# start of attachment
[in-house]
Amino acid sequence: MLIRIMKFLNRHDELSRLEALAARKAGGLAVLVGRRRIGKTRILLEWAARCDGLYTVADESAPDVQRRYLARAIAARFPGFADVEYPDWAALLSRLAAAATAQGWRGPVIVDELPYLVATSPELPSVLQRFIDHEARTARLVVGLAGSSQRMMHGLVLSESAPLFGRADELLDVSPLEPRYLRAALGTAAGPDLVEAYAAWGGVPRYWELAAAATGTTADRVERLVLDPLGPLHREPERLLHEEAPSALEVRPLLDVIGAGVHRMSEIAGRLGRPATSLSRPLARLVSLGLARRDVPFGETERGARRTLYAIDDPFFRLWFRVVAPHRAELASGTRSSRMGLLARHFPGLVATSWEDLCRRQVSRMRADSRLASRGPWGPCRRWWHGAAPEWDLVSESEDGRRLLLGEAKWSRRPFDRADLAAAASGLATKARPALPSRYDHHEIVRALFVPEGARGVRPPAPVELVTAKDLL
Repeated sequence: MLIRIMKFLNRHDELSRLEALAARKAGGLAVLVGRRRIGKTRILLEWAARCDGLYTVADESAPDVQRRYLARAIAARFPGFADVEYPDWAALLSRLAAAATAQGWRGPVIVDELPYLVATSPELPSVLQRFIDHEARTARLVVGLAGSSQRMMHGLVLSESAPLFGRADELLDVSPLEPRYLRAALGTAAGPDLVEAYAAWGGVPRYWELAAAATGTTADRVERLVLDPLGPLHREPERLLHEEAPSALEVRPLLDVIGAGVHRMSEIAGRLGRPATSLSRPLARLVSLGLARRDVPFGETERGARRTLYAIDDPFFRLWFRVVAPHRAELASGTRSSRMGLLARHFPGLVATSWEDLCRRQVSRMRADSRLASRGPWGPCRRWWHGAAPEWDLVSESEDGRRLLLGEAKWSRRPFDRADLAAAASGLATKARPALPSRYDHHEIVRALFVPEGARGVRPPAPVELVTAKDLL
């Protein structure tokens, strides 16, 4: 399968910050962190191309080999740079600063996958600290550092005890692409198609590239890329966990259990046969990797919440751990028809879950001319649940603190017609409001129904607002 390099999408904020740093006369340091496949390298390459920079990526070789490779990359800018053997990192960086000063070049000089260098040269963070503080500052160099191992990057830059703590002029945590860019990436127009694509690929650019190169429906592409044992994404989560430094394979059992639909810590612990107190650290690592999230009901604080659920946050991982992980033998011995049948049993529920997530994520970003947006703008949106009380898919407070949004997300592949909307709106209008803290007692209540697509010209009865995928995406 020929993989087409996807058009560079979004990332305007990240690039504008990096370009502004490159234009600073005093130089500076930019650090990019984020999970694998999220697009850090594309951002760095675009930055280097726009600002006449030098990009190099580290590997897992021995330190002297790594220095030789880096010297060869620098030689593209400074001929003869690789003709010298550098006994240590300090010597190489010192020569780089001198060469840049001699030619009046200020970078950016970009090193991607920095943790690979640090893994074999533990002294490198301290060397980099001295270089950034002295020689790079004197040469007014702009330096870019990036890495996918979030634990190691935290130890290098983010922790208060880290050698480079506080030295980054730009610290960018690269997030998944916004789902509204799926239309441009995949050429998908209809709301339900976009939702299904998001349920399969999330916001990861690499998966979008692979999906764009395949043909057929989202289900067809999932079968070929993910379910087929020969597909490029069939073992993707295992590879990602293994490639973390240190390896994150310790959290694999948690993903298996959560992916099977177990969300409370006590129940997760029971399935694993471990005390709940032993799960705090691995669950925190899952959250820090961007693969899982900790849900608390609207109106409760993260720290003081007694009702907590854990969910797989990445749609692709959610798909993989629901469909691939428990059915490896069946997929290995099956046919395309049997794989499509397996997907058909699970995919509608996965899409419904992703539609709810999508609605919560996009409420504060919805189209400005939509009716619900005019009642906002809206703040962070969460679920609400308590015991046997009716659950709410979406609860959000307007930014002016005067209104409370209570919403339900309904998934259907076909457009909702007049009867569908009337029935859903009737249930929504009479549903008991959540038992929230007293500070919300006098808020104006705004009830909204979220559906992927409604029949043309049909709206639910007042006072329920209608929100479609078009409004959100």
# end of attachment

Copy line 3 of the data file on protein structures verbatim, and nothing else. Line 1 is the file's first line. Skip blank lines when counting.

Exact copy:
Repeated sequence: MLIRIMKFLNRHDELSRLEALAARKAGGLAVLVGRRRIGKTRILLEWAARCDGLYTVADESAPDVQRRYLARAIAARFPGFADVEYPDWAALLSRLAAAATAQGWRGPVIVDELPYLVATSPELPSVLQRFIDHEARTARLVVGLAGSSQRMMHGLVLSESAPLFGRADELLDVSPLEPRYLRAALGTAAGPDLVEAYAAWGGVPRYWELAAAATGTTADRVERLVLDPLGPLHREPERLLHEEAPSALEVRPLLDVIGAGVHRMSEIAGRLGRPATSLSRPLARLVSLGLARRDVPFGETERGARRTLYAIDDPFFRLWFRVVAPHRAELASGTRSSRMGLLARHFPGLVATSWEDLCRRQVSRMRADSRLASRGPWGPCRRWWHGAAPEWDLVSESEDGRRLLLGEAKWSRRPFDRADLAAAASGLATKARPALPSRYDHHEIVRALFVPEGARGVRPPAPVELVTAKDLL